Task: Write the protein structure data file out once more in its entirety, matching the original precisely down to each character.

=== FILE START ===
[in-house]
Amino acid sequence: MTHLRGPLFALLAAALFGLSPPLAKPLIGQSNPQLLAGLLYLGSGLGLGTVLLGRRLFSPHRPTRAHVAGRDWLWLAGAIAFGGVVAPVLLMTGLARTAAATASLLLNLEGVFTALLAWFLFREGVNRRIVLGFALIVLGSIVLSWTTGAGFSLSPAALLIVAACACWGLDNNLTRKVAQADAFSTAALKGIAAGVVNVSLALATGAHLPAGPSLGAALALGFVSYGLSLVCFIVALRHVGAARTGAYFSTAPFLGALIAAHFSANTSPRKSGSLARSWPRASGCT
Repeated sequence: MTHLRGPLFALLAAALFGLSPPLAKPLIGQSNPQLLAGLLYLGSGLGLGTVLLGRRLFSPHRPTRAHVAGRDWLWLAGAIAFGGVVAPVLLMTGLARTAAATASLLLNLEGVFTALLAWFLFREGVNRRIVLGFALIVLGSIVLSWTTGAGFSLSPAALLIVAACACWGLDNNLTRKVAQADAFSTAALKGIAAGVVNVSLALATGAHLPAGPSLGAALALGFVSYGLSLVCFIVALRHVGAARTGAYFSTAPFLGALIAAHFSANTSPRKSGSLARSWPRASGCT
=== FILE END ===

[in-house]
Amino acid sequence: MTHLRGPLFALLAAALFGLSPPLAKPLIGQSNPQLLAGLLYLGSGLGLGTVLLGRRLFSPHRPTRAHVAGRDWLWLAGAIAFGGVVAPVLLMTGLARTAAATASLLLNLEGVFTALLAWFLFREGVNRRIVLGFALIVLGSIVLSWTTGAGFSLSPAALLIVAACACWGLDNNLTRKVAQADAFSTAALKGIAAGVVNVSLALATGAHLPAGPSLGAALALGFVSYGLSLVCFIVALRHVGAARTGAYFSTAPFLGALIAAHFSANTSPRKSGSLARSWPRASGCT
Repeated sequence: MTHLRGPLFALLAAALFGLSPPLAKPLIGQSNPQLLAGLLYLGSGLGLGTVLLGRRLFSPHRPTRAHVAGRDWLWLAGAIAFGGVVAPVLLMTGLARTAAATASLLLNLEGVFTALLAWFLFREGVNRRIVLGFALIVLGSIVLSWTTGAGFSLSPAALLIVAACACWGLDNNLTRKVAQADAFSTAALKGIAAGVVNVSLALATGAHLPAGPSLGAALALGFVSYGLSLVCFIVALRHVGAARTGAYFSTAPFLGALIAAHFSANTSPRKSGSLARSWPRASGCT